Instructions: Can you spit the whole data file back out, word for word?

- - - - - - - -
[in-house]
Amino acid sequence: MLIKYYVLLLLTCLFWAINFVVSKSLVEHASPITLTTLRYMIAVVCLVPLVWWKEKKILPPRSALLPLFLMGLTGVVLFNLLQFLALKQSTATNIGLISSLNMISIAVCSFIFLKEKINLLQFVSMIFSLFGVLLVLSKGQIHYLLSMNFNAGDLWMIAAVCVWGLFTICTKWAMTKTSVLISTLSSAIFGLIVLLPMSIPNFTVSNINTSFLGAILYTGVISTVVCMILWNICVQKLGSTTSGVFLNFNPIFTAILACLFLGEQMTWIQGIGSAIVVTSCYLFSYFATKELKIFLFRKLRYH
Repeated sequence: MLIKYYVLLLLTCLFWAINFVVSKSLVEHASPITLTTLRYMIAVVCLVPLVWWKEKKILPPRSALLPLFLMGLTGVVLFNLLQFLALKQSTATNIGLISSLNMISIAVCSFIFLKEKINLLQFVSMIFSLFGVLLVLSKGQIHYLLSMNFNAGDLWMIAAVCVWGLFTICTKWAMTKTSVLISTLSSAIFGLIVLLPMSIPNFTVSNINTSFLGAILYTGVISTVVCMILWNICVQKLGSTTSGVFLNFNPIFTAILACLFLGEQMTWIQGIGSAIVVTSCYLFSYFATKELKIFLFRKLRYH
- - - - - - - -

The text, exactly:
[in-house]
Amino acid sequence: MLIKYYVLLLLTCLFWAINFVVSKSLVEHASPITLTTLRYMIAVVCLVPLVWWKEKKILPPRSALLPLFLMGLTGVVLFNLLQFLALKQSTATNIGLISSLNMISIAVCSFIFLKEKINLLQFVSMIFSLFGVLLVLSKGQIHYLLSMNFNAGDLWMIAAVCVWGLFTICTKWAMTKTSVLISTLSSAIFGLIVLLPMSIPNFTVSNINTSFLGAILYTGVISTVVCMILWNICVQKLGSTTSGVFLNFNPIFTAILACLFLGEQMTWIQGIGSAIVVTSCYLFSYFATKELKIFLFRKLRYH
Repeated sequence: MLIKYYVLLLLTCLFWAINFVVSKSLVEHASPITLTTLRYMIAVVCLVPLVWWKEKKILPPRSALLPLFLMGLTGVVLFNLLQFLALKQSTATNIGLISSLNMISIAVCSFIFLKEKINLLQFVSMIFSLFGVLLVLSKGQIHYLLSMNFNAGDLWMIAAVCVWGLFTICTKWAMTKTSVLISTLSSAIFGLIVLLPMSIPNFTVSNINTSFLGAILYTGVISTVVCMILWNICVQKLGSTTSGVFLNFNPIFTAILACLFLGEQMTWIQGIGSAIVVTSCYLFSYFATKELKIFLFRKLRYH